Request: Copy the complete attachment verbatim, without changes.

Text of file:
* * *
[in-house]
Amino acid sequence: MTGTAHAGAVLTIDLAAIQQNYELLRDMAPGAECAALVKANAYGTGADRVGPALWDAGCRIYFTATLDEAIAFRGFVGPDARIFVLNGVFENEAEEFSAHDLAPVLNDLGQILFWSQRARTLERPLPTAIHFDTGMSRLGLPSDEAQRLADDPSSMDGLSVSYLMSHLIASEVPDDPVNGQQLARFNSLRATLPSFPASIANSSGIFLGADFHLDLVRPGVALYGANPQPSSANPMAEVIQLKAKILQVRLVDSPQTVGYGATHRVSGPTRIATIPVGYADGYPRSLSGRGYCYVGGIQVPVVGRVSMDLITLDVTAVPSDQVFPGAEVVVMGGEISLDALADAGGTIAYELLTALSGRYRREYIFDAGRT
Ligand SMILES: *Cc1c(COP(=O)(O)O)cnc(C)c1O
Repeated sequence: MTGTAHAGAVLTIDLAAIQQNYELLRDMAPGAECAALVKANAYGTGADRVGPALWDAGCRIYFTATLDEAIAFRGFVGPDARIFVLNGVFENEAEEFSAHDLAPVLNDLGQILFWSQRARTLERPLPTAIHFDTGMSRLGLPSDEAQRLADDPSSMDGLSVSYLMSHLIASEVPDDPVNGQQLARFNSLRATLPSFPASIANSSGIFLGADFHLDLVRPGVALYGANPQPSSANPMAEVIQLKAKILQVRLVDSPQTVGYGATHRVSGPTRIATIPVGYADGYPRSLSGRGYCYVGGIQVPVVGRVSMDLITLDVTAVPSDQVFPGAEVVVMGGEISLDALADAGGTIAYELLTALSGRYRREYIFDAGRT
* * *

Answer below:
[in-house]
Amino acid sequence: MTGTAHAGAVLTIDLAAIQQNYELLRDMAPGAECAALVKANAYGTGADRVGPALWDAGCRIYFTATLDEAIAFRGFVGPDARIFVLNGVFENEAEEFSAHDLAPVLNDLGQILFWSQRARTLERPLPTAIHFDTGMSRLGLPSDEAQRLADDPSSMDGLSVSYLMSHLIASEVPDDPVNGQQLARFNSLRATLPSFPASIANSSGIFLGADFHLDLVRPGVALYGANPQPSSANPMAEVIQLKAKILQVRLVDSPQTVGYGATHRVSGPTRIATIPVGYADGYPRSLSGRGYCYVGGIQVPVVGRVSMDLITLDVTAVPSDQVFPGAEVVVMGGEISLDALADAGGTIAYELLTALSGRYRREYIFDAGRT
Ligand SMILES: *Cc1c(COP(=O)(O)O)cnc(C)c1O
Repeated sequence: MTGTAHAGAVLTIDLAAIQQNYELLRDMAPGAECAALVKANAYGTGADRVGPALWDAGCRIYFTATLDEAIAFRGFVGPDARIFVLNGVFENEAEEFSAHDLAPVLNDLGQILFWSQRARTLERPLPTAIHFDTGMSRLGLPSDEAQRLADDPSSMDGLSVSYLMSHLIASEVPDDPVNGQQLARFNSLRATLPSFPASIANSSGIFLGADFHLDLVRPGVALYGANPQPSSANPMAEVIQLKAKILQVRLVDSPQTVGYGATHRVSGPTRIATIPVGYADGYPRSLSGRGYCYVGGIQVPVVGRVSMDLITLDVTAVPSDQVFPGAEVVVMGGEISLDALADAGGTIAYELLTALSGRYRREYIFDAGRT